Wednesday, June 24, 2015

Two Women at SF Opera



The world premiere of a new Italian opera, La Ciociara (Two Women), is taking place this month at the San Francisco Opera, and it was a nice surprise at Wednesday evening's third performance. The critical reaction from its premiere a couple of weeks ago has been mostly savage (click here for a media roundup by Lisa Hirsch) with complaints about the Puccini-derivative musical score by composer Marco Tutino and the inadequate libretto by the composer and Fabio Ceresa. (All production photos are by Cory Weaver. Above are Anna Caterina Antonacci as Cesira and Sarah Shafer as her daughter Rosetta, the two women of the English title.)



The music is bizarrely old fashioned, but sincerely so, and the vocal writing is some of the most grateful for bringing out the beauty in singers' voices that I've heard in a while. Puccini in general and his Tosca in particular is the model for this new opera, but Tutino is obviously aware of all that has come since, and it's very much his own music. The libretto is based on an acerbic 1957 Alberto Moravia novel about the horrific WWII adventures of a mother and daughter fleeing Rome during the Nazi retreat in 1943 for Ciociaria, her poor, rugged mountain region homeland.



Moravia came from a wealthy family with a Jewish father and a Catholic mother. During the 1930s and 1940s, one half of his family were leading anti-fascists while the other side were top Fascist government officials. I'll let you guess which branch was which. Alberto spent 1941 to 1943 with his novelist wife Elsa Morante on the island of Capri, avoiding the Fascist authorities who didn't approve of his writing. When Italy was invaded by the Allies, the couple returned to the mainland in Fondo, a southern mountain town on the border of Ciociaria. In his novel, the author's stand-in is Michele, an intellectual schoolteacher who is loved by both mother and daughter and who dies for continually doing the right thing. Dimitri Pittas above wielded a sensationally beautiful tenor in the role, which is reason enough for anyone to love him.



The staging by Francesca Zambello is one of her better efforts, simple yet filled with extravagant touches like the opening bombing of Rome. Not everything worked. The Evil Nazis were as unconvincing as any stock Hollywood villains, and the Moroccan rapists looked like they had escaped from a regional production of The Abduction from the Seraglio or The Italian Girl in Algiers. They were more risible than horrifying.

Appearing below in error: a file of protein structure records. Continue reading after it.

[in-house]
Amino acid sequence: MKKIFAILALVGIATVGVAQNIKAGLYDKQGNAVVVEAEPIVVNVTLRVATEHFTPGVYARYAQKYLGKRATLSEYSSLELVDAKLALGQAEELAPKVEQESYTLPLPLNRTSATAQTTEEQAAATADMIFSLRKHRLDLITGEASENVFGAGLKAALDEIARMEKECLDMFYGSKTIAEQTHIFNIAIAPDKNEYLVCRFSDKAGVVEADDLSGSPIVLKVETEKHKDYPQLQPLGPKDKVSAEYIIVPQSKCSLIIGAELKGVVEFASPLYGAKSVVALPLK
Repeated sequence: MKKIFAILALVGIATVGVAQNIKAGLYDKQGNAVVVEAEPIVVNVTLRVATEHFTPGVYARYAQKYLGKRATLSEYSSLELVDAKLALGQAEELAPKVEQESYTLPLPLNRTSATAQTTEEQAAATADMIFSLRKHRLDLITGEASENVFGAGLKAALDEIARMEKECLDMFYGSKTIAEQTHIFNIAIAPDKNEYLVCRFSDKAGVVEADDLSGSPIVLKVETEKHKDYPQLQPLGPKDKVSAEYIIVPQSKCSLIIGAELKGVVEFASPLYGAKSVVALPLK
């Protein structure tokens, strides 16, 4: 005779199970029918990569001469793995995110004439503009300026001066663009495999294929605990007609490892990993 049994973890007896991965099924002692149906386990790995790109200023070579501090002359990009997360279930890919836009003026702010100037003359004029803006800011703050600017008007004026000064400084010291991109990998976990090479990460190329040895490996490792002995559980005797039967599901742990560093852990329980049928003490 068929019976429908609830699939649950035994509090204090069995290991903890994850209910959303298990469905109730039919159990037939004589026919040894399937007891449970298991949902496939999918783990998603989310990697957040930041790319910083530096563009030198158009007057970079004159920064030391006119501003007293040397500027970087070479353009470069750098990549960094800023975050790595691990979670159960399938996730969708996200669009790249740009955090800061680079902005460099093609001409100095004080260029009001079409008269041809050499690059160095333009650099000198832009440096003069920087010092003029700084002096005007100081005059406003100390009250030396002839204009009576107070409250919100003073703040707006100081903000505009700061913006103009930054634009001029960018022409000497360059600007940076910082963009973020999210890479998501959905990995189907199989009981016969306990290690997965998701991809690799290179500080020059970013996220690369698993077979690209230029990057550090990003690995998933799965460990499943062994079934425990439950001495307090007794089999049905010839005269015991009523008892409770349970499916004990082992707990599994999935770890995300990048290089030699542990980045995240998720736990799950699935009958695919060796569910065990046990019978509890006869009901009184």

The singers all evening were superb, from the smallest to the largest parts, and Music Director Nicola Luisotti was completely in his element, conducting the orchestra with the passion he usually brings to Verdi. (Antonacci and Shafer are rescuing injured American parachuter Edward Nelson above.)



The real reason to see this opera in one of the next two performances is Anna Caterina Antonacci, a fabulous Italian diva in her 50s for whom the composer wrote the lead part. Her final scene where she excoriates the surviving village men for not protecting a mother and her daughter from shameful, degrading rape is electrifying. "And you laugh about it," she sings, digging in the knife. We're lucky to be seeing her in two roles this month at the SF Opera demonstrating her range: Cassandra in Les Troyens in a very stylized Martha Graham style performance, and Cesira acted and sung in a neorealist, neoromantic manner. It will be interesting to see whether La Ciociara takes on its own life in Italy, where it's due for a 2018 premiere in Turin.

3 comments:

Lisa Hirsch said...

And now you are in the media roundup too!

Janos mentioned a while ago that Ciociara refers to Cesira, but the region is Ciociaria. If I'm remembering that correctly.

Michael Strickland said...

Thanks for the correction. I'll throw that extra "i" into the text.

Hattie said...

I read the novel years ago and never forgot it. I'd love to see the opera performed.